The painting “Papal Palace Avignon” by Paul Signac is an amazing sunset tale, a symbol of a bygone era of papal rule
The Papal Palace Avignon is a painting by Paul Signac in the early 1900s. The technique of applying individual strokes, which is characteristic of pointillism, without mixing shades, creates the impression of a mosaic fresco.
The author looks at the architectural ensemble from the western bank of the Rhone River, possibly from a boat. The sunset colors the walls with pink and orange highlights. At this time of day, the warm spectrum dominates, so part of the sky appears greenish. Signac emphasized this effect in his work. The spans of the dilapidated bridge are marked in emerald color. From the right side of the picture creep purple evening shadows. Creating a view of the city of Avignon, the artist tried to enhance the impression of a grandiose centuries-old monument. The proportions of the building are not respected, the object is visually close, its surroundings are blurred. But the former residence of the head of the Catholic Church does not seem heavy. It seems to hover between sky and water, like an outlandish mirage of the past.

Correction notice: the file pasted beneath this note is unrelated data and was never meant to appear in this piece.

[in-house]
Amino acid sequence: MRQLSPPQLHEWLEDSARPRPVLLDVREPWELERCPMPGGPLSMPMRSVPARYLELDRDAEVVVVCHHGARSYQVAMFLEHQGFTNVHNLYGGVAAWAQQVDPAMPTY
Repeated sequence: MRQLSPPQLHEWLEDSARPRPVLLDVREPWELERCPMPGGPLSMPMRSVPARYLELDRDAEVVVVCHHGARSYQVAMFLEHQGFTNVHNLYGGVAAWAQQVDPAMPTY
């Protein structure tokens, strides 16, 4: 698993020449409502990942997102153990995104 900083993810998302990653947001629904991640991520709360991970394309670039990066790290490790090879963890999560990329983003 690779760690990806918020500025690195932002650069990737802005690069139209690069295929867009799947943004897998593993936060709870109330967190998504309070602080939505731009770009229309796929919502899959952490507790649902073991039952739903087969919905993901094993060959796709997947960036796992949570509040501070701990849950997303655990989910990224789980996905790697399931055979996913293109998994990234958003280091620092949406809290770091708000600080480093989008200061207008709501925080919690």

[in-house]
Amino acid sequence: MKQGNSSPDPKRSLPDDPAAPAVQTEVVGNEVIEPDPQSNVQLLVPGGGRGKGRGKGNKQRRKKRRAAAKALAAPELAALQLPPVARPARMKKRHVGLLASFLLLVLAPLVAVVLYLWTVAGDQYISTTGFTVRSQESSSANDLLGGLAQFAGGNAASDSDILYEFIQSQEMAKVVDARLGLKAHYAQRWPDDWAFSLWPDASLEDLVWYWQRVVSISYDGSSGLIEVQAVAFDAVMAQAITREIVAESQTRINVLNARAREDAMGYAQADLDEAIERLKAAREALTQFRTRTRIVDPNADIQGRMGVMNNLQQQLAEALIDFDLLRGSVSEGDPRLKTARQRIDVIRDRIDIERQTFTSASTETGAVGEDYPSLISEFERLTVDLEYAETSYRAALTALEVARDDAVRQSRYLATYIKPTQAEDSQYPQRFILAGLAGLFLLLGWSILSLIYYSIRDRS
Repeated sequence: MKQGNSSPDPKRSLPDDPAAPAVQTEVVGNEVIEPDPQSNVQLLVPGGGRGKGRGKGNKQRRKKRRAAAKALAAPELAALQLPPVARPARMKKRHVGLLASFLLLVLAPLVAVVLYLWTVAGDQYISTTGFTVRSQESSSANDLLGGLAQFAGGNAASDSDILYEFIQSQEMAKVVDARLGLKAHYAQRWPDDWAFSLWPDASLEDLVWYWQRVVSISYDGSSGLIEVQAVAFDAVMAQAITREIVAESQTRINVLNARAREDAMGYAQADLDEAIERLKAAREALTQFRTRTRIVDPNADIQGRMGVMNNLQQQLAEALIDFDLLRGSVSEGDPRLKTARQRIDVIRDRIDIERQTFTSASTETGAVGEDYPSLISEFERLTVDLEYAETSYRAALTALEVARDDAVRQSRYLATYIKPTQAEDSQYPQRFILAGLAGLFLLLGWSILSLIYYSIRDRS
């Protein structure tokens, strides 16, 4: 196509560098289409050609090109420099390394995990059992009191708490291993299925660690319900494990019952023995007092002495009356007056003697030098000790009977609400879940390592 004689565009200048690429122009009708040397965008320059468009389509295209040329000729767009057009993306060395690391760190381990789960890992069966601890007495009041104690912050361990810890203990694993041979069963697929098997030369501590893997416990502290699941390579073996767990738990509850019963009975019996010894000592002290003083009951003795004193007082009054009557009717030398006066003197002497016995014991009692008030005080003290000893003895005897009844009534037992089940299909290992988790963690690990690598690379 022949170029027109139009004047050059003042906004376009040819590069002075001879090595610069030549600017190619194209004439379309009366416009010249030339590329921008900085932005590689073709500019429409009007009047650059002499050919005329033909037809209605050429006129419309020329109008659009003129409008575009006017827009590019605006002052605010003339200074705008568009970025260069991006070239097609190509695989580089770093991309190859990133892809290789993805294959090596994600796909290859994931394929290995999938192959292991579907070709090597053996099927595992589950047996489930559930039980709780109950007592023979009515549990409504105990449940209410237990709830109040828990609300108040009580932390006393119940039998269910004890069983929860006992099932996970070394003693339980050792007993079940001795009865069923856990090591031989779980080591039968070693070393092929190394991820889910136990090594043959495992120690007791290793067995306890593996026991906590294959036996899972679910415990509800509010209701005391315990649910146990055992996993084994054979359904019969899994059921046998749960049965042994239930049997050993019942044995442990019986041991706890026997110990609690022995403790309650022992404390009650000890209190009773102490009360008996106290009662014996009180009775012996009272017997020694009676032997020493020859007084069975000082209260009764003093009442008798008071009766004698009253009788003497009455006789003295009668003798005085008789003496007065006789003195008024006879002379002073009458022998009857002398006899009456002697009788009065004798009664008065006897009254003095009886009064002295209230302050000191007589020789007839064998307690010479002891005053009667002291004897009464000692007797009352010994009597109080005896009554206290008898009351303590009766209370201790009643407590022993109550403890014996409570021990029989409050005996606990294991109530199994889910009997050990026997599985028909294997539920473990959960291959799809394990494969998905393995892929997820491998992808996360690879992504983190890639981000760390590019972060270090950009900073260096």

Name of the painting: “Papal Palace Avignon” (French Evening, Avignon (Chateau des Papes)).
Author: Paul Signac (1863-1935).
Year of writing: 1909
Size: 92.5 x 73.5 cm.
Style: Neo-impressionism, pointillism.
Technique: Oil painting.
Location: Musee d’Orsay, Paris, France.
Paul Signac is a neo-impressionist of the late 19th and early 20th centuries, one of the creators of the pictorial technique of pointillism.
Among French artists, he became a classic of the new direction during his lifetime. Bold experiments in drawing with separate strokes allowed the master to create amazing images filled with pure color.
The painting “The Papal Palace. Avignon by Paul Signac was the first oil painting that the state acquired almost immediately after its creation. Stored in the Musée d’Orsay since its opening in 1986.